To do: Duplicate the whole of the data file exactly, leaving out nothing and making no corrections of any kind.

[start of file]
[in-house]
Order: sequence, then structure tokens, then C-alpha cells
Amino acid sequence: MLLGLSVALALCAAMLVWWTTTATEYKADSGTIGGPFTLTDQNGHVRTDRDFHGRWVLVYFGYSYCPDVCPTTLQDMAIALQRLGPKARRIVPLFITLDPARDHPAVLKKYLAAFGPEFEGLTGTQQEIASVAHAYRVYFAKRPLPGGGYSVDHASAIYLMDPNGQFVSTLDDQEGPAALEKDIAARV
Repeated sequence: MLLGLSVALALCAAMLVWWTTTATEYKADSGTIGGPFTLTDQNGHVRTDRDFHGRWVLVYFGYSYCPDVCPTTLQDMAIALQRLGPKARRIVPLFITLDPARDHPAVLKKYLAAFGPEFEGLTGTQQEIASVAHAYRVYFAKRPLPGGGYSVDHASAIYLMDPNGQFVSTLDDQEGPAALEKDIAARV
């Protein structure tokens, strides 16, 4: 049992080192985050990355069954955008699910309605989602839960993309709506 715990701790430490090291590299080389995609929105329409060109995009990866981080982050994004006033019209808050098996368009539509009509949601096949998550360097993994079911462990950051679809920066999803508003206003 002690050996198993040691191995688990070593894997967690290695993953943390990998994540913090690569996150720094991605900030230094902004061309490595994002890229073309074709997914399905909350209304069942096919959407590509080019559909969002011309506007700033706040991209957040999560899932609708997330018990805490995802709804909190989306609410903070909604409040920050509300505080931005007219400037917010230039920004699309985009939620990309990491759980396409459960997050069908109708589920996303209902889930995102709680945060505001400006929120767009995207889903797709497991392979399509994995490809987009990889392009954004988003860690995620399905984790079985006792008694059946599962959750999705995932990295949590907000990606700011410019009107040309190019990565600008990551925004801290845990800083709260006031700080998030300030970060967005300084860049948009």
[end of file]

[in-house]
Order: sequence, then structure tokens, then C-alpha cells
Amino acid sequence: MLLGLSVALALCAAMLVWWTTTATEYKADSGTIGGPFTLTDQNGHVRTDRDFHGRWVLVYFGYSYCPDVCPTTLQDMAIALQRLGPKARRIVPLFITLDPARDHPAVLKKYLAAFGPEFEGLTGTQQEIASVAHAYRVYFAKRPLPGGGYSVDHASAIYLMDPNGQFVSTLDDQEGPAALEKDIAARV
Repeated sequence: MLLGLSVALALCAAMLVWWTTTATEYKADSGTIGGPFTLTDQNGHVRTDRDFHGRWVLVYFGYSYCPDVCPTTLQDMAIALQRLGPKARRIVPLFITLDPARDHPAVLKKYLAAFGPEFEGLTGTQQEIASVAHAYRVYFAKRPLPGGGYSVDHASAIYLMDPNGQFVSTLDDQEGPAALEKDIAARV
């Protein structure tokens, strides 16, 4: 049992080192985050990355069954955008699910309605989602839960993309709506 715990701790430490090291590299080389995609929105329409060109995009990866981080982050994004006033019209808050098996368009539509009509949601096949998550360097993994079911462990950051679809920066999803508003206003 002690050996198993040691191995688990070593894997967690290695993953943390990998994540913090690569996150720094991605900030230094902004061309490595994002890229073309074709997914399905909350209304069942096919959407590509080019559909969002011309506007700033706040991209957040999560899932609708997330018990805490995802709804909190989306609410903070909604409040920050509300505080931005007219400037917010230039920004699309985009939620990309990491759980396409459960997050069908109708589920996303209902889930995102709680945060505001400006929120767009995207889903797709497991392979399509994995490809987009990889392009954004988003860690995620399905984790079985006792008694059946599962959750999705995932990295949590907000990606700011410019009107040309190019990565600008990551925004801290845990800083709260006031700080998030300030970060967005300084860049948009």